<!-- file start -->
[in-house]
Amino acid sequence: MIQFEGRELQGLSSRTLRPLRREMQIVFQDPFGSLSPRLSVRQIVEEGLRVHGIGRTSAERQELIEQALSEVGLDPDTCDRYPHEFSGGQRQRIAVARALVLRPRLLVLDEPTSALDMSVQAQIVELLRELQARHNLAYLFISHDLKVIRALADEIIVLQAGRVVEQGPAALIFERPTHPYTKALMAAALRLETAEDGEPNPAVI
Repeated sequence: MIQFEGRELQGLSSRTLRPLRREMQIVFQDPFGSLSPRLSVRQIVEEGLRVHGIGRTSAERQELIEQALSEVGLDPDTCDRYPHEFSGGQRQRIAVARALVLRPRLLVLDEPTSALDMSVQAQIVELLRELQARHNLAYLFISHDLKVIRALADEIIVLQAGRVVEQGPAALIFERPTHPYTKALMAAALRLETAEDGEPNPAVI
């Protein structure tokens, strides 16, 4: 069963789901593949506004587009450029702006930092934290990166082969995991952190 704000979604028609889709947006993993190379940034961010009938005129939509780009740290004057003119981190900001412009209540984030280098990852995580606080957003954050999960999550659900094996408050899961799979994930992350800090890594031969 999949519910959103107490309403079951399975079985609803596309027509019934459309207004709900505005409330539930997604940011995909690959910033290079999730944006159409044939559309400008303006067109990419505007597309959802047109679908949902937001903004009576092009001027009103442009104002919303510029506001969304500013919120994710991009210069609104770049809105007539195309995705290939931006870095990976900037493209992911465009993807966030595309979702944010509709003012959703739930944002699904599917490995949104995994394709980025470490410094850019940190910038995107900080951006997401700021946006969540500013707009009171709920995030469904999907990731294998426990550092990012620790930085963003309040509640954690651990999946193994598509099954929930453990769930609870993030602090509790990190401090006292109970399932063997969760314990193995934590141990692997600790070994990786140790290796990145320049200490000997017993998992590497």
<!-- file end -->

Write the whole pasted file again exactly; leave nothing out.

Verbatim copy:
[in-house]
Amino acid sequence: MIQFEGRELQGLSSRTLRPLRREMQIVFQDPFGSLSPRLSVRQIVEEGLRVHGIGRTSAERQELIEQALSEVGLDPDTCDRYPHEFSGGQRQRIAVARALVLRPRLLVLDEPTSALDMSVQAQIVELLRELQARHNLAYLFISHDLKVIRALADEIIVLQAGRVVEQGPAALIFERPTHPYTKALMAAALRLETAEDGEPNPAVI
Repeated sequence: MIQFEGRELQGLSSRTLRPLRREMQIVFQDPFGSLSPRLSVRQIVEEGLRVHGIGRTSAERQELIEQALSEVGLDPDTCDRYPHEFSGGQRQRIAVARALVLRPRLLVLDEPTSALDMSVQAQIVELLRELQARHNLAYLFISHDLKVIRALADEIIVLQAGRVVEQGPAALIFERPTHPYTKALMAAALRLETAEDGEPNPAVI
């Protein structure tokens, strides 16, 4: 069963789901593949506004587009450029702006930092934290990166082969995991952190 704000979604028609889709947006993993190379940034961010009938005129939509780009740290004057003119981190900001412009209540984030280098990852995580606080957003954050999960999550659900094996408050899961799979994930992350800090890594031969 999949519910959103107490309403079951399975079985609803596309027509019934459309207004709900505005409330539930997604940011995909690959910033290079999730944006159409044939559309400008303006067109990419505007597309959802047109679908949902937001903004009576092009001027009103442009104002919303510029506001969304500013919120994710991009210069609104770049809105007539195309995705290939931006870095990976900037493209992911465009993807966030595309979702944010509709003012959703739930944002699904599917490995949104995994394709980025470490410094850019940190910038995107900080951006997401700021946006969540500013707009009171709920995030469904999907990731294998426990550092990012620790930085963003309040509640954690651990999946193994598509099954929930453990769930609870993030602090509790990190401090006292109970399932063997969760314990193995934590141990692997600790070994990786140790290796990145320049200490000997017993998992590497």